Sure comments would need to be monitored, but is that anymore work than viewing a pull request? Also people use links to these in there resume, like they do for stackoverflow questions.The best thing about allowing comments in the documentation, is it allows me to go to a part of the documentation when I am having an issue or want to use something new, and I can quickly see others have had the same issue and find an answer more quickly than having to google and dig. Maybe allow users to login via Stackoverflow in order to comment, this would tie into their real world reputation and help prevent many garbage comments.
Give us the Facts
With Scala it is not just the fact that the syntax is complicated and you have to learn many new concepts, it is that the beginner is left searching and googling and digging for answers to the point you keep asking yourself WTF am I even doing this for??? When you are not given the facts about the structures of a language upfront it makes it way more confusing when you see people using them in code and examples you see later. Hence people complain about the complexity of Scala syntax. It’s kind of like teaching kids words, but not teaching them how to structure a sentence. Then throwing them a book and saying “here you know words now read this book and write a report”.
What are the facts about Traits, where are the facts listed. I don’t want to waste more time digging while learning! The Scala tour only gives a brief overview. For example I think much of what is Alvin Alexanders post should be in the Scala documentation itself Traits simple information like this " In a trait, define a field with an initial value to make it concrete, otherwise give it no initial value to make it abstract:" Basic facts about the language like that should absolutely be included in the documentation. I am willing to help add this information as I get time.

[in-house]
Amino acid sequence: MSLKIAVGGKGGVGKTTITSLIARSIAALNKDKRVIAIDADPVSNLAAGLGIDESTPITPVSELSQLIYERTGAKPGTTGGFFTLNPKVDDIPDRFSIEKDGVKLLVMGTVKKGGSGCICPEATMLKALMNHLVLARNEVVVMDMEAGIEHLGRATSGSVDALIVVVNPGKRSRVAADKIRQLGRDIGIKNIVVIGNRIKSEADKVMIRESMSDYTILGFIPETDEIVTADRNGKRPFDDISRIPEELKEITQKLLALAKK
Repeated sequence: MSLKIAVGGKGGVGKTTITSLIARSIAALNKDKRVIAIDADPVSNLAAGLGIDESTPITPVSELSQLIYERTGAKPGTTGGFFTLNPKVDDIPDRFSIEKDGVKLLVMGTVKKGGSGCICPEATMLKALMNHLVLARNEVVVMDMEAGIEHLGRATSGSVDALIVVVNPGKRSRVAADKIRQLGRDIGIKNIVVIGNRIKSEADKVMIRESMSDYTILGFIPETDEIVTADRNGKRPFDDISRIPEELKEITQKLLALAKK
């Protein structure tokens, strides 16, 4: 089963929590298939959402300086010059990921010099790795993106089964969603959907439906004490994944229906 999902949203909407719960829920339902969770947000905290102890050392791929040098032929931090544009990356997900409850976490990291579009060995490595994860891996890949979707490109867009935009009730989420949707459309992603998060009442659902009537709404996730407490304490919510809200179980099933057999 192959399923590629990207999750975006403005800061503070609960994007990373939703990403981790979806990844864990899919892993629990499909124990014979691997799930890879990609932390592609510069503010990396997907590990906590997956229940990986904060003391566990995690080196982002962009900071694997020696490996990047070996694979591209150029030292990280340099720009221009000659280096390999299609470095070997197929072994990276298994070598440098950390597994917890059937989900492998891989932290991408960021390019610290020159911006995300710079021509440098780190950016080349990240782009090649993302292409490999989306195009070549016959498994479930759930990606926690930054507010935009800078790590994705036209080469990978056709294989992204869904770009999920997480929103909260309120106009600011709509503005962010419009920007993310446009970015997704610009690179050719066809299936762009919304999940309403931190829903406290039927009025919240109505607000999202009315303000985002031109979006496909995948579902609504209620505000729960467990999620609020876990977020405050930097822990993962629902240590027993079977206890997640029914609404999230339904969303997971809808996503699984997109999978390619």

The getting started with Scala and Intellij guide didn’t work for me, there are missing steps. If you miss a step then there is no option to create a Scala Class listed in the IDE drop down, which requires more googling to figure out why? You have to add Framework support and something else I’ll have to dig back into it, I’ll figure it out and do a pull request for the documentation.
I remember reading the Odersky Programming in Scala book using vim and the command line, that worked pretty good. Then I got a big surprise when trying to do the Getting Started with Scala IDEA and had to spend a good bit of time figuring out what the problem was, why no option for Scala class or package. It is a small thing, but in the end it is the small things that give new comers their first impression.
I know this probably sounds negative and critical, but I really feel this is why Scala is not more popular. It’s not the syntax as much as it is the lack of Information that is so frustrating to me and I can’t be the only one. I know from reading online that many people complain about the documentation. I have a feeling the docs are light because adding to them takes time and most people who are donating their time to the docs are busy with a life and work. Also documenting something can be harder if you already know it than if you don’t, because it is easier to leave out steps and pertinent information.